functionality. As described in recently released white paper by CISCO, the electrification of the

    world and the pervasiveness of embedded processing are the keys to making objects smart.

    After a device becomes smart through the integration of embedded processing, the next logical

    step is remote communication with the smart device to help make life easier. With

    sophisticated cloud-based processing, communication capability IoT can make things happen

    without intervention. Applications to connect with and leverage the Internet to achieve this

    goal, they must first become smart (incorporate an MCU/embedded processor with an

    associated unique ID) then connected and, finally, controlled. "Smart" applications can include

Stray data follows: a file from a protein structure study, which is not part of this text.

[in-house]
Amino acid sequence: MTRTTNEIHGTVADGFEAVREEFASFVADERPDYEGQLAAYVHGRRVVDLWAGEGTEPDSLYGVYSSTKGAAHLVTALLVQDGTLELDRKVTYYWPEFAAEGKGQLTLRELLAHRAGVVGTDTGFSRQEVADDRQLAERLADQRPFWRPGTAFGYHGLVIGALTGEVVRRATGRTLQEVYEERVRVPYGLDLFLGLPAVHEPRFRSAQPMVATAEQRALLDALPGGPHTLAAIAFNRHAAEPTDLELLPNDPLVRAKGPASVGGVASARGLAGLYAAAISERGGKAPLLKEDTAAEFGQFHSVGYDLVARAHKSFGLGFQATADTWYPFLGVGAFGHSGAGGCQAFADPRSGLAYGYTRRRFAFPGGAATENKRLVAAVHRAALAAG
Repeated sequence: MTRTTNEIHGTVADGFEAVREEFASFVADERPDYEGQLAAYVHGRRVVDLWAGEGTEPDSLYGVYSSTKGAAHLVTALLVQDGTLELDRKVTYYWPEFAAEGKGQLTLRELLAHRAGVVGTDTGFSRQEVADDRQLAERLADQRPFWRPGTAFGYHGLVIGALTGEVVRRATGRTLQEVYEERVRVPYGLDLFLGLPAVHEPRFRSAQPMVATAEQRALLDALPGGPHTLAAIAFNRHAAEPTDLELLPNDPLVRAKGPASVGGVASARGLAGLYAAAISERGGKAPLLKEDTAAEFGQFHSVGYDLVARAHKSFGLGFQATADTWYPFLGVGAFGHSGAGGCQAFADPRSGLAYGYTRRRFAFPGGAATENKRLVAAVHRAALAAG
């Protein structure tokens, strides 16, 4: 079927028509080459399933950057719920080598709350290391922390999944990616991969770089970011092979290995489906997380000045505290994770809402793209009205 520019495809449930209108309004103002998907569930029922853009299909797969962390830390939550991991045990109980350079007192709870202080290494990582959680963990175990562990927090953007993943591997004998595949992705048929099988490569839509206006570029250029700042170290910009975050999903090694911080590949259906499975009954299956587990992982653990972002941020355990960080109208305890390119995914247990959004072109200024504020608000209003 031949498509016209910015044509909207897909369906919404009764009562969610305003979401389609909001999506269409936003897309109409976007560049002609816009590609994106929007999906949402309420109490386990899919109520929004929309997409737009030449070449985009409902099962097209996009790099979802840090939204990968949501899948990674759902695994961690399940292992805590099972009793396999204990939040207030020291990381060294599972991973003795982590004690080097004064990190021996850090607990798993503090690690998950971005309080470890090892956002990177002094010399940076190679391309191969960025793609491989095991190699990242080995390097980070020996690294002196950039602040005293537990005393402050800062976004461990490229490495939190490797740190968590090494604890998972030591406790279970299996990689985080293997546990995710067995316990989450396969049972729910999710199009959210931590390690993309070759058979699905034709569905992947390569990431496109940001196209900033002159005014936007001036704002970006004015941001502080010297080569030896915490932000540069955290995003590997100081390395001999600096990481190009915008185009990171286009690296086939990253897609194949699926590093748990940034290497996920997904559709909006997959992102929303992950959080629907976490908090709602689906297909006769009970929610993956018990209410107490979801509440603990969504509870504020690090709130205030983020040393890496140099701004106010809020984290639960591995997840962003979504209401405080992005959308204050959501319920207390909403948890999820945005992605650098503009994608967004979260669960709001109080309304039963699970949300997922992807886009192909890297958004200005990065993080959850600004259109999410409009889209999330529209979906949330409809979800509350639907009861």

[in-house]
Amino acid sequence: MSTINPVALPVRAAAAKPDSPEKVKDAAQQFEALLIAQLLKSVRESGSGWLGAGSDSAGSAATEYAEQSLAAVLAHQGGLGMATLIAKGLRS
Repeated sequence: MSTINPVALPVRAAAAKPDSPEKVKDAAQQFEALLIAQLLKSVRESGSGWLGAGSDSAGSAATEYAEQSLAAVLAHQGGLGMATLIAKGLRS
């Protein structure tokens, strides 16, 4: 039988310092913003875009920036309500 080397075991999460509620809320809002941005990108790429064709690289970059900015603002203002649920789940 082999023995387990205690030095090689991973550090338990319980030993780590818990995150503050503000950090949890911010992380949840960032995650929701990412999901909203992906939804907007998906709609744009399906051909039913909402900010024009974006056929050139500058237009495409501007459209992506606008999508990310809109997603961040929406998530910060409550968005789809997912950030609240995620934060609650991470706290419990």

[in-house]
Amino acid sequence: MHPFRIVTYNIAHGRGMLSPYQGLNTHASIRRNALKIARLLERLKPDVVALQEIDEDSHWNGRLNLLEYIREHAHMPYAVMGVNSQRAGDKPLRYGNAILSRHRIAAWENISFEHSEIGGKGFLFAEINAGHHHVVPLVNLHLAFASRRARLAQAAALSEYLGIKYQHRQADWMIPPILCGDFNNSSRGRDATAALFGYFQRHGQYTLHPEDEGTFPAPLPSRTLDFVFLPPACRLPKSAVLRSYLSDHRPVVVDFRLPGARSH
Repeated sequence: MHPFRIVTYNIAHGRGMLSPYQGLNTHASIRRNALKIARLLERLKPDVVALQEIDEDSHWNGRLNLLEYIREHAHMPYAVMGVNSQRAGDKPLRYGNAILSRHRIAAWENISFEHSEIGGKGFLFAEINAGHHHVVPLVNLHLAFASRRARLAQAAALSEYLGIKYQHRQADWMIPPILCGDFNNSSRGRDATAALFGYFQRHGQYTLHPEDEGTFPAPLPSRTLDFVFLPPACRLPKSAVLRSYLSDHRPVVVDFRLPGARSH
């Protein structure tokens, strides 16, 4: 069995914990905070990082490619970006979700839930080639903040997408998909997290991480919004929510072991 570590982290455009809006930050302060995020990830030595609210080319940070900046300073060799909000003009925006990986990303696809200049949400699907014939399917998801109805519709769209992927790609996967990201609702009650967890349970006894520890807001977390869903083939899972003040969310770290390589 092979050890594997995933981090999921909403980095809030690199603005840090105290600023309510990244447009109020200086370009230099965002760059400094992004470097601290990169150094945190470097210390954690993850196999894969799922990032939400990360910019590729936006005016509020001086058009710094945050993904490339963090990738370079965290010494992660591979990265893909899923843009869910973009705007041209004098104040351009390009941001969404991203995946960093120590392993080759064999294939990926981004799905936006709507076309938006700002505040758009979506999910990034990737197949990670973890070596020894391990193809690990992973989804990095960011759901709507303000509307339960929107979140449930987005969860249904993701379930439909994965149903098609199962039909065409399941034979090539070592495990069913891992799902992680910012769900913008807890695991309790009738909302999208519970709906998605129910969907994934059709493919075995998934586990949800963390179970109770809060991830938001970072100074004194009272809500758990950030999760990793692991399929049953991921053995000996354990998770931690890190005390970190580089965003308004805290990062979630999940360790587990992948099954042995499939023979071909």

cars, cities, homes, appliances, tags, building, grid etc. An example "Smart" service is shown


    Source: "White Paper: What the Internet of things (IoT) needs to become a reality"

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    Manufacturing - Manufacturing Communication Using sensors to monitor manufacturing equipment and environments is nothing new. But

    using those sensors to talk to other equipment and automatically feed data into plant and

    energy management applications is one of manufacturing's newest frontiers.

    This is where IoT comes. Here devices and equipment leverage Internet connectivity to create a

    more proactive paradigm in which problems are identified much quicker, and in much more

    detail, and are often even fixed without human intervention. IoT's supply chain can't be


    With manufacturers looking to make themselves more sustainable in order to achieve new

    levels of efficiency and improve their use of resources, the IoT promises to help on both fronts

    by enabling companies to get more insight into their manufacturing operations than they'd ever


    How IoT Enables Informed Manufacturing